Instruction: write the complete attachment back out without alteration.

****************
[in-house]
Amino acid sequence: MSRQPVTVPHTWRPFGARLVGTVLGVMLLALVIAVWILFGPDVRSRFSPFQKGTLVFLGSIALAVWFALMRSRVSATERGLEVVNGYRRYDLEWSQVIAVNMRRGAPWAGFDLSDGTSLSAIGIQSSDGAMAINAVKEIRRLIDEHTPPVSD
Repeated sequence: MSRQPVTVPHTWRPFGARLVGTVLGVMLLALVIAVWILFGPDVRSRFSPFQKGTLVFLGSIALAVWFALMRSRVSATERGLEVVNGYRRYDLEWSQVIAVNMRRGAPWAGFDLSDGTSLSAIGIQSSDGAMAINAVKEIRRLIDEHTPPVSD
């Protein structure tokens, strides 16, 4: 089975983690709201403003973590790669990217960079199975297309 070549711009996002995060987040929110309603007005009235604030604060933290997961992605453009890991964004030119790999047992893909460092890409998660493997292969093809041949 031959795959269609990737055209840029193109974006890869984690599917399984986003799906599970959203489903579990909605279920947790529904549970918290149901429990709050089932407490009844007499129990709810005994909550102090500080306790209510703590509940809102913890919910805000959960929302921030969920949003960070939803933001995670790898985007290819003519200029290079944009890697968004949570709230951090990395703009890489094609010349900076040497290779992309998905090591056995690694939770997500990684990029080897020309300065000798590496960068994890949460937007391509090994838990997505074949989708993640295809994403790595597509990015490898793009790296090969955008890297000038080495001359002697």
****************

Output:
[in-house]
Amino acid sequence: MSRQPVTVPHTWRPFGARLVGTVLGVMLLALVIAVWILFGPDVRSRFSPFQKGTLVFLGSIALAVWFALMRSRVSATERGLEVVNGYRRYDLEWSQVIAVNMRRGAPWAGFDLSDGTSLSAIGIQSSDGAMAINAVKEIRRLIDEHTPPVSD
Repeated sequence: MSRQPVTVPHTWRPFGARLVGTVLGVMLLALVIAVWILFGPDVRSRFSPFQKGTLVFLGSIALAVWFALMRSRVSATERGLEVVNGYRRYDLEWSQVIAVNMRRGAPWAGFDLSDGTSLSAIGIQSSDGAMAINAVKEIRRLIDEHTPPVSD
């Protein structure tokens, strides 16, 4: 089975983690709201403003973590790669990217960079199975297309 070549711009996002995060987040929110309603007005009235604030604060933290997961992605453009890991964004030119790999047992893909460092890409998660493997292969093809041949 031959795959269609990737055209840029193109974006890869984690599917399984986003799906599970959203489903579990909605279920947790529904549970918290149901429990709050089932407490009844007499129990709810005994909550102090500080306790209510703590509940809102913890919910805000959960929302921030969920949003960070939803933001995670790898985007290819003519200029290079944009890697968004949570709230951090990395703009890489094609010349900076040497290779992309998905090591056995690694939770997500990684990029080897020309300065000798590496960068994890949460937007391509090994838990997505074949989708993640295809994403790595597509990015490898793009790296090969955008890297000038080495001359002697």